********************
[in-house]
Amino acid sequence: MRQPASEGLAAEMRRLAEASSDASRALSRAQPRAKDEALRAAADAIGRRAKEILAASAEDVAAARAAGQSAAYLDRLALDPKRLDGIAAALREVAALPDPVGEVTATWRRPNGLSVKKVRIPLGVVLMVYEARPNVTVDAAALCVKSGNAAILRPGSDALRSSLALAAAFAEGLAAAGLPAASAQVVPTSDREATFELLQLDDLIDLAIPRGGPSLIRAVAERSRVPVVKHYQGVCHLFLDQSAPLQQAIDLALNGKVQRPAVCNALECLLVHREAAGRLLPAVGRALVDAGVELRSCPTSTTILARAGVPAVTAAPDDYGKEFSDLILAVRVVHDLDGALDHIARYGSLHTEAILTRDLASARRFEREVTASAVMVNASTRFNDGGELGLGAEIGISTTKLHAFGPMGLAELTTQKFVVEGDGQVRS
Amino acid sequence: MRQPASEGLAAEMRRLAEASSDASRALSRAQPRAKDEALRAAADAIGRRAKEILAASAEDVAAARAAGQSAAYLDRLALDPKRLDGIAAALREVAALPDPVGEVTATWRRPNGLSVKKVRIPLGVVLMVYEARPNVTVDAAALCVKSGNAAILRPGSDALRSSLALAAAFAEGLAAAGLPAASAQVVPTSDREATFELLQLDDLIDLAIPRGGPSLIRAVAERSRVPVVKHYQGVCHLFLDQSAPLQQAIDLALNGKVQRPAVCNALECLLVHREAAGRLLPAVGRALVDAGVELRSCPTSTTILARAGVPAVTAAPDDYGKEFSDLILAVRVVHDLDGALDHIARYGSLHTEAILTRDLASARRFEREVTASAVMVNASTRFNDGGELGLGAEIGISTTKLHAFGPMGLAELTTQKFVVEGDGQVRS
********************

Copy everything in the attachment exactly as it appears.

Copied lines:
[in-house]
Amino acid sequence: MRQPASEGLAAEMRRLAEASSDASRALSRAQPRAKDEALRAAADAIGRRAKEILAASAEDVAAARAAGQSAAYLDRLALDPKRLDGIAAALREVAALPDPVGEVTATWRRPNGLSVKKVRIPLGVVLMVYEARPNVTVDAAALCVKSGNAAILRPGSDALRSSLALAAAFAEGLAAAGLPAASAQVVPTSDREATFELLQLDDLIDLAIPRGGPSLIRAVAERSRVPVVKHYQGVCHLFLDQSAPLQQAIDLALNGKVQRPAVCNALECLLVHREAAGRLLPAVGRALVDAGVELRSCPTSTTILARAGVPAVTAAPDDYGKEFSDLILAVRVVHDLDGALDHIARYGSLHTEAILTRDLASARRFEREVTASAVMVNASTRFNDGGELGLGAEIGISTTKLHAFGPMGLAELTTQKFVVEGDGQVRS
Amino acid sequence: MRQPASEGLAAEMRRLAEASSDASRALSRAQPRAKDEALRAAADAIGRRAKEILAASAEDVAAARAAGQSAAYLDRLALDPKRLDGIAAALREVAALPDPVGEVTATWRRPNGLSVKKVRIPLGVVLMVYEARPNVTVDAAALCVKSGNAAILRPGSDALRSSLALAAAFAEGLAAAGLPAASAQVVPTSDREATFELLQLDDLIDLAIPRGGPSLIRAVAERSRVPVVKHYQGVCHLFLDQSAPLQQAIDLALNGKVQRPAVCNALECLLVHREAAGRLLPAVGRALVDAGVELRSCPTSTTILARAGVPAVTAAPDDYGKEFSDLILAVRVVHDLDGALDHIARYGSLHTEAILTRDLASARRFEREVTASAVMVNASTRFNDGGELGLGAEIGISTTKLHAFGPMGLAELTTQKFVVEGDGQVRS